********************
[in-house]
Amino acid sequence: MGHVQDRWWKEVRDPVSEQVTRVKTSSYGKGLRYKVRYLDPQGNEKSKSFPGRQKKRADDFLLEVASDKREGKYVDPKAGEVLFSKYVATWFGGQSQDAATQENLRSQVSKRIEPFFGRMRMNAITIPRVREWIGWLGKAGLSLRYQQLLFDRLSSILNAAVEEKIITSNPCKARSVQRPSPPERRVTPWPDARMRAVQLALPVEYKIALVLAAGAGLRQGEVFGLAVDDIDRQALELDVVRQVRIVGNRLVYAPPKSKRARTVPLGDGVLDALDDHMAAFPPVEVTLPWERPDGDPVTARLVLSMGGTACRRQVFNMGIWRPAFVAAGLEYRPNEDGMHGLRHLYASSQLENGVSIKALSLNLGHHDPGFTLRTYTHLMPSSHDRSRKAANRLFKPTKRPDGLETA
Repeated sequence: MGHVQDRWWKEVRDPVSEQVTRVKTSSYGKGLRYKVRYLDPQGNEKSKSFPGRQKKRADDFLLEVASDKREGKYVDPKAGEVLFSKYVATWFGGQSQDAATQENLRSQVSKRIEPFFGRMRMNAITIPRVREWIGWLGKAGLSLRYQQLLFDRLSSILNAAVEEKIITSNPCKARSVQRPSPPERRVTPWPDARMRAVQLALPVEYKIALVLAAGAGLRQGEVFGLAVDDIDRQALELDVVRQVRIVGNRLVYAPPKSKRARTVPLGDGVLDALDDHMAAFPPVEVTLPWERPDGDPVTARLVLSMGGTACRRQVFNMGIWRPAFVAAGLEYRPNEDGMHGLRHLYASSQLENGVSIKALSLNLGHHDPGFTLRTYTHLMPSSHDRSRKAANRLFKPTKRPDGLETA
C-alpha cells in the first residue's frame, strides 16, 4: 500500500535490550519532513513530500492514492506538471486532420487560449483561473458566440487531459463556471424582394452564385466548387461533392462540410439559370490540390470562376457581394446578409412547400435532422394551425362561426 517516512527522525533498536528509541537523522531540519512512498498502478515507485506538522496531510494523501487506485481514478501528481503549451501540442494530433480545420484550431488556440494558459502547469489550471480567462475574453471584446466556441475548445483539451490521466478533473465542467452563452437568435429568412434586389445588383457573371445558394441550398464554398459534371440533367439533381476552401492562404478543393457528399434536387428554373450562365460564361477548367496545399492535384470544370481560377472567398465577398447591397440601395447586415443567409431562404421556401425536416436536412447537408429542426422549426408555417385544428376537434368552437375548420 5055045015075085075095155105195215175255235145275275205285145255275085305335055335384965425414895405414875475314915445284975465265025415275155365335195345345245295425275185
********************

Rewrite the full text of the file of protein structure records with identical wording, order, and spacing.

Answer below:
[in-house]
Amino acid sequence: MGHVQDRWWKEVRDPVSEQVTRVKTSSYGKGLRYKVRYLDPQGNEKSKSFPGRQKKRADDFLLEVASDKREGKYVDPKAGEVLFSKYVATWFGGQSQDAATQENLRSQVSKRIEPFFGRMRMNAITIPRVREWIGWLGKAGLSLRYQQLLFDRLSSILNAAVEEKIITSNPCKARSVQRPSPPERRVTPWPDARMRAVQLALPVEYKIALVLAAGAGLRQGEVFGLAVDDIDRQALELDVVRQVRIVGNRLVYAPPKSKRARTVPLGDGVLDALDDHMAAFPPVEVTLPWERPDGDPVTARLVLSMGGTACRRQVFNMGIWRPAFVAAGLEYRPNEDGMHGLRHLYASSQLENGVSIKALSLNLGHHDPGFTLRTYTHLMPSSHDRSRKAANRLFKPTKRPDGLETA
Repeated sequence: MGHVQDRWWKEVRDPVSEQVTRVKTSSYGKGLRYKVRYLDPQGNEKSKSFPGRQKKRADDFLLEVASDKREGKYVDPKAGEVLFSKYVATWFGGQSQDAATQENLRSQVSKRIEPFFGRMRMNAITIPRVREWIGWLGKAGLSLRYQQLLFDRLSSILNAAVEEKIITSNPCKARSVQRPSPPERRVTPWPDARMRAVQLALPVEYKIALVLAAGAGLRQGEVFGLAVDDIDRQALELDVVRQVRIVGNRLVYAPPKSKRARTVPLGDGVLDALDDHMAAFPPVEVTLPWERPDGDPVTARLVLSMGGTACRRQVFNMGIWRPAFVAAGLEYRPNEDGMHGLRHLYASSQLENGVSIKALSLNLGHHDPGFTLRTYTHLMPSSHDRSRKAANRLFKPTKRPDGLETA
C-alpha cells in the first residue's frame, strides 16, 4: 500500500535490550519532513513530500492514492506538471486532420487560449483561473458566440487531459463556471424582394452564385466548387461533392462540410439559370490540390470562376457581394446578409412547400435532422394551425362561426 517516512527522525533498536528509541537523522531540519512512498498502478515507485506538522496531510494523501487506485481514478501528481503549451501540442494530433480545420484550431488556440494558459502547469489550471480567462475574453471584446466556441475548445483539451490521466478533473465542467452563452437568435429568412434586389445588383457573371445558394441550398464554398459534371440533367439533381476552401492562404478543393457528399434536387428554373450562365460564361477548367496545399492535384470544370481560377472567398465577398447591397440601395447586415443567409431562404421556401425536416436536412447537408429542426422549426408555417385544428376537434368552437375548420 5055045015075085075095155105195215175255235145275275205285145255275085305335055335384965425414895405414875475314915445284975465265025415275155365335195345345245295425275185